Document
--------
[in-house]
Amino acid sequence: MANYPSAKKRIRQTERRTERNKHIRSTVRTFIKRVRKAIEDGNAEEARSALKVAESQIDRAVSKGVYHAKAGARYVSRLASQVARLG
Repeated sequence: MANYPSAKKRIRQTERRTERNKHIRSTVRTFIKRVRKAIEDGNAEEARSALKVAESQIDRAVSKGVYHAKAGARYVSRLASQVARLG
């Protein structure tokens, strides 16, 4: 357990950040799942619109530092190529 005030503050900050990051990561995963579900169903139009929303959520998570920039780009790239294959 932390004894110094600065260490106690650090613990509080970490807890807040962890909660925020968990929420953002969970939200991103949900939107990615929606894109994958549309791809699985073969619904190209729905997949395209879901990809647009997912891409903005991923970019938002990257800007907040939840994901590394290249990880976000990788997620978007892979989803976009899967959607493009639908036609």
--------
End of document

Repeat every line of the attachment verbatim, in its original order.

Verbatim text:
[in-house]
Amino acid sequence: MANYPSAKKRIRQTERRTERNKHIRSTVRTFIKRVRKAIEDGNAEEARSALKVAESQIDRAVSKGVYHAKAGARYVSRLASQVARLG
Repeated sequence: MANYPSAKKRIRQTERRTERNKHIRSTVRTFIKRVRKAIEDGNAEEARSALKVAESQIDRAVSKGVYHAKAGARYVSRLASQVARLG
């Protein structure tokens, strides 16, 4: 357990950040799942619109530092190529 005030503050900050990051990561995963579900169903139009929303959520998570920039780009790239294959 932390004894110094600065260490106690650090613990509080970490807890807040962890909660925020968990929420953002969970939200991103949900939107990615929606894109994958549309791809699985073969619904190209729905997949395209879901990809647009997912891409903005991923970019938002990257800007907040939840994901590394290249990880976000990788997620978007892979989803976009899967959607493009639908036609």